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The river fronted land just inland from the coast of northern New South Wales is part of the traditional land of the Birpai Aboriginal people. When colonial explorer John Oxley traversed the river systems inland from Port Macquarie in 1818, he named the main river Hastings in honour of Lord Warren Hasting, then governor of India.
Following Oxley's explorations, word of this densely forested riverside land would attract cedar cutters to the region who began a fledgling timber industry in the 1820s. These early successes saw Governor Lachlan Macquarie travel to the region and along with establishing a penal colony at Port Macquarie, the land alongside the Hastings River would be subdivided into large allotments. In 1836 Captain Robert Wauch would take up a piece of land he named Wauchope and from his property the village of Wauchope would develop.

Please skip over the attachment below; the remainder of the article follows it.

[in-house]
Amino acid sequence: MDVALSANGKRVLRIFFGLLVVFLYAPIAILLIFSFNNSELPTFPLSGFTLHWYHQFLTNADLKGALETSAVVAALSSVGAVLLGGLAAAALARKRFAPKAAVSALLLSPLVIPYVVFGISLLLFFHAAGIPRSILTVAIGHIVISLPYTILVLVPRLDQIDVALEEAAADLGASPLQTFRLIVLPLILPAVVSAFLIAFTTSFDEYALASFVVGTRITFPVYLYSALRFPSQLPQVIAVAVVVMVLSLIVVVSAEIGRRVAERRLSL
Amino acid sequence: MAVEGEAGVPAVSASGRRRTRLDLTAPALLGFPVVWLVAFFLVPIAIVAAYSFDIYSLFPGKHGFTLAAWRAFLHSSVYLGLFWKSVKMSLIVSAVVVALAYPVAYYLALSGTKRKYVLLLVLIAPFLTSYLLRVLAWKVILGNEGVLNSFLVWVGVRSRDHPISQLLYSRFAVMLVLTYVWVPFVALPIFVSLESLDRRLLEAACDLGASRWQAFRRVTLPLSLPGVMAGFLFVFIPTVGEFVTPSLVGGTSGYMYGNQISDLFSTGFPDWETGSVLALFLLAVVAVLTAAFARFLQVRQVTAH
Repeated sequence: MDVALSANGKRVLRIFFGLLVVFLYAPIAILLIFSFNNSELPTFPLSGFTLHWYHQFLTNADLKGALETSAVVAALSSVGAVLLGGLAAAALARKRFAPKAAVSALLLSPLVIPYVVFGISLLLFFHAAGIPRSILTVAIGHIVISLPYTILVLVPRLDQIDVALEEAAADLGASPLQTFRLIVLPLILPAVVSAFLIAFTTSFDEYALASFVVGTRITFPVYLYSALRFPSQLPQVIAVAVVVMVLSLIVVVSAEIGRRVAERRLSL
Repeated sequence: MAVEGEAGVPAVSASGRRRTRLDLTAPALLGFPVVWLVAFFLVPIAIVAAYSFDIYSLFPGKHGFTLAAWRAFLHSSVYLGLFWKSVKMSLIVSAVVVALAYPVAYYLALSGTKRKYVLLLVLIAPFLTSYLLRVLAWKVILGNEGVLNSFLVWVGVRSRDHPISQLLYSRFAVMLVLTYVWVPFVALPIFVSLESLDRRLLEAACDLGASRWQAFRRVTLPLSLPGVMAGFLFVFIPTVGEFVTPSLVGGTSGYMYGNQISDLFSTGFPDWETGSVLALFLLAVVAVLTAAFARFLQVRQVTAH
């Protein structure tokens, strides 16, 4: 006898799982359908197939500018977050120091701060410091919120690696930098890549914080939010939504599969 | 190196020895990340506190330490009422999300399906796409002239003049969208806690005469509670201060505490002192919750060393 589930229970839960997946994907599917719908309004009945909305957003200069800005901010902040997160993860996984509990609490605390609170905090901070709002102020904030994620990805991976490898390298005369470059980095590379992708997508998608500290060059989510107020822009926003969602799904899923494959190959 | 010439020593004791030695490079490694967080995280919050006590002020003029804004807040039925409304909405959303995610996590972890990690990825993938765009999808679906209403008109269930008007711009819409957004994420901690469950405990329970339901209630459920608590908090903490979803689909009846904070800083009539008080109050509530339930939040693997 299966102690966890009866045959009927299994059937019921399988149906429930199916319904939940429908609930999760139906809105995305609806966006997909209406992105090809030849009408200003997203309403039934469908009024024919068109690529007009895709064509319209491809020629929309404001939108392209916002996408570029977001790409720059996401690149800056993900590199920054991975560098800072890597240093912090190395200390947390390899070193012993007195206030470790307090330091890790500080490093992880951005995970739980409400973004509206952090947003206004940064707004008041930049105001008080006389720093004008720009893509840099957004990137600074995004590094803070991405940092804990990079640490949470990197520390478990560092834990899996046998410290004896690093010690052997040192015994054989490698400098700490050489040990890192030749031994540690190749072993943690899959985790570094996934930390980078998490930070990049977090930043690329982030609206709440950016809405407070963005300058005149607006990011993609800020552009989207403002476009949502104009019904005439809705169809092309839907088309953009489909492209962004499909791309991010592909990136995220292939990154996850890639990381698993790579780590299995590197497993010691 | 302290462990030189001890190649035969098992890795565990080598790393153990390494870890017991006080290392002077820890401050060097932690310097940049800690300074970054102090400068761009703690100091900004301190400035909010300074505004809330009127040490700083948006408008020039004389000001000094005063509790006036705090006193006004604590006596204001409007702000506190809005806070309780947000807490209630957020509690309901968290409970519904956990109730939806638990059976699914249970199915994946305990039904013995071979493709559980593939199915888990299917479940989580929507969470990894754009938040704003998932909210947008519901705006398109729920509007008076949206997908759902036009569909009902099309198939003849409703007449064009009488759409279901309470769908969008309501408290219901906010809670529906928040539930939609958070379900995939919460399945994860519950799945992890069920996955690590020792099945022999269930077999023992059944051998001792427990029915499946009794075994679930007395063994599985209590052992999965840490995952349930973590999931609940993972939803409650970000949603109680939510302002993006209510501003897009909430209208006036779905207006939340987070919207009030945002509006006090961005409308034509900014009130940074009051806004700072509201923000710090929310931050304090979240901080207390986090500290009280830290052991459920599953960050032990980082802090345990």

Land clearing by the timber industry saw cattle and dairy farms established locally and even some experimental sugar cane crops were trialled in these early years. Yet the unstable valley climate would severely hinder development of the fledgling community as droughts and floods frequently decimated farm land and saw several of the pioneer farmers leave the region. Despite this, a local dairy industry would survive the hardship and by the 1890s a butter factory was opened.
Aided by a reliable river trade system the timber industry continued to thrive, with Wauchope one of the most successful timber towns in New South Wales history. With a railway line extended through the town in 1915, the industry continued to grow. The legacy of the input of timber getting to the town’s history is remembered in Timbertown and is today Wauchope's best known tourist attraction. Set on an 87 acre piece of forest, the town faithfully recreates the late 19th century timber town at its peak, depicting the industry as it once was with steam powered sawmills and bullock driven timber trains. Although the tourism industry in Wauchope does not compete in size with that of nearby coastal towns, the picturesque charm of Wauchope along with the Bago Bluff National Park just south of the town has also grown the local tourist economy.